"http://www.w3.org/TR/xhtml1/DTD/xhtml1-transitional.dtd"> urbanMamas

Swine flu, oh, what to do?

Swinebirdhumaneek! flu has hit Oregon, and after listening to reports on NPR of school closings in Texas and letting my far-too-fertile imagination run wild following the automated PPS phone call last week noting that no schools were being closed... yet, I'm wondering: will they close the schools? If so, how will we cope? We are not a city whose citizens are likely to react amicably to being advised to stay indoors, also, most of us have to go to work, which brings up that nasty issue of parental paid leave.

Has this crossed your mind? Do you think health agencies are over-reacting to the now-so-called "pandemic"? Or are you already keeping your kids away from confined spaces, Joe Biden style? Or are you like me, mama of a child whose cough has gone on for a couple of weeks (but no fever, I swear!), sure that passers-by are recoiling in horror and fear that his cough is swine flu.

In one of the NPR stories, after a student at a high school had a confirmed case of swine flu, the rest of the town began to avoid high schoolers like... well, you know. The plague. Two kids going to the gym with their dad were turned away. The idea that my kids, too, could potentially be given a wide berth in public and turned away at businesses gives me shivers.


Feed You can follow this conversation by subscribing to the comment feed for this post.

It crossed my mind long enough for me to wonder briefly at what point would I keep the kids home from school. The whole thing hit closer to home when a friend and I tried to take our kids to the IKEA play area this morning and it was closed "as a precautionary measure" because of swine flu. Seemed a little extreme to me at this point in time, but oh well.

I'll admit I haven't been following the CDC's scoop on this (sorry, just can't trust sensationalism on MSM). I have a nagging question though. How is this flu any different than the flu strains that come around each winter (36,000 people die each year from flu-related causes per CDC)? Is it treatable? Will they soon have a vaccine? Will you vaccinate your child if this strain isn't going away or roll the dice?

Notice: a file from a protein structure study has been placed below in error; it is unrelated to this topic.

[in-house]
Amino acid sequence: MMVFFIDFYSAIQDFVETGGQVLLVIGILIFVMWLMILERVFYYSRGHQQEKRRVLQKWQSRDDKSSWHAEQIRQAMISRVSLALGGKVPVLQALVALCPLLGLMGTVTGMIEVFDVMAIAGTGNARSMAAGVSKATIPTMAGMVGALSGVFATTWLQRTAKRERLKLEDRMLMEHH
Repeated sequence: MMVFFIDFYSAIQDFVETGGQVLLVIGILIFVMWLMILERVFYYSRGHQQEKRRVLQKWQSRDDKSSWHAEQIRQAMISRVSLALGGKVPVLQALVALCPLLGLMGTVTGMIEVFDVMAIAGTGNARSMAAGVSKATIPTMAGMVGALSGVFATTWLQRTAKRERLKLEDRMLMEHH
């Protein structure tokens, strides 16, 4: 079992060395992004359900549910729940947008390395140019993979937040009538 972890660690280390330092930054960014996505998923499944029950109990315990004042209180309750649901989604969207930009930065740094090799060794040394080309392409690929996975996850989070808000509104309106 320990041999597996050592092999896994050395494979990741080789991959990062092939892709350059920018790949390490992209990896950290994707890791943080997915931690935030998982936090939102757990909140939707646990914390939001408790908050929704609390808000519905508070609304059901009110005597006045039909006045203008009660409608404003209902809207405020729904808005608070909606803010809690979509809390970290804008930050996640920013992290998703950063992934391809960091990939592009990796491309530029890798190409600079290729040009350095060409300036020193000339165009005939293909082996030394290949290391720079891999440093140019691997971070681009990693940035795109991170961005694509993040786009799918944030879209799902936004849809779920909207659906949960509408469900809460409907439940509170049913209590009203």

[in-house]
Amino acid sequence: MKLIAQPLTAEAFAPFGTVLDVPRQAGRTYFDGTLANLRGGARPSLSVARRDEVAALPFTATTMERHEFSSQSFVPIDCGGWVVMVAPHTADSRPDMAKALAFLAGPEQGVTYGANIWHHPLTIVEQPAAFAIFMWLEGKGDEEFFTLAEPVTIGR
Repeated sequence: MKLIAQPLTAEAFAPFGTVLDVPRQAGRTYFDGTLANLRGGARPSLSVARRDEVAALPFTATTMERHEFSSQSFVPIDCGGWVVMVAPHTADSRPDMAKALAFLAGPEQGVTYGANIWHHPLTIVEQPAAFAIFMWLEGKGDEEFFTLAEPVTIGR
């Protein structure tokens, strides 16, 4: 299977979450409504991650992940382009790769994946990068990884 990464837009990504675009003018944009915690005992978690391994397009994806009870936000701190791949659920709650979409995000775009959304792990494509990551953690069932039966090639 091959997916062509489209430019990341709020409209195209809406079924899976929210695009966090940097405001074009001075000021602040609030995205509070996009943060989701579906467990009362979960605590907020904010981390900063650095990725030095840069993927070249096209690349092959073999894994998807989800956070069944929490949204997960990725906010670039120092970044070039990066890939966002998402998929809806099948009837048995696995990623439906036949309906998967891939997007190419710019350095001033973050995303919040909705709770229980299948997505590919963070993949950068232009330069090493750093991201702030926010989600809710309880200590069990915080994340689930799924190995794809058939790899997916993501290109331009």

So no change in our life style. We are frequent hand washers anyway. And we will likely get the vaccine if it lingers. I am an RN up on the hill so there is potential exposure around every corner for various wondrous bugs.

I hope what doesn't get lost in this latest near pandemic is the fact that there is a Smithfield factory hog farm in LaGloria, Mexico, ie, ground zero for the swine flu. Why is a U.S. company producing pork in Mexico?!?!? What's wrong with Iowa? Oh, yeah, those dang health regulations!

Here is an alternative perspective:

Seriously, I think all of the panic is completely out of control.

As explained by a doctor friend of mine, the difference between the Swine flu and regular flu that comes around every year is that with Swine flu, healthy people die from their immune system's extreme reaction to the strain. Not something to take lightly, I suppose.

Thank you, Ashack, for posting that link. I read that article a few days ago and it was very reassuring.

Consider this, where did your doctor friend get this info because of all the doc's I've chatted with up on the hill none have mentioned this and these guys are getting feeds from OHSU admin, CDC, WHO, etc. Why are so few are ending up in the hospital or dead for that matter if it is an extreme reaction and what's the reaction?

Yes, thank you, Ashack, for my new bookmarked page. I sought natural care with my hypothyroidism ten years ago after I was told by my then MD that I would be on a life time of Synthroid. After 3 months of ND tx my thyroid returned to normal function. As with many blogs the comment section can be fascinating, ie, Dr. Mercol's site. I would hesitate to say that this is only about big pharma making money as I note a large "products" page listed on Dr. Mercola's site.

I also wonder how the public would respond if the government and WHO downplayed the swine flu to an extreme. Are we a hard crowd to please?

After my comments on the previous topics of vaccines, I was hoping to refrain from commenting on this site for a while. But I feel that I must on this topic.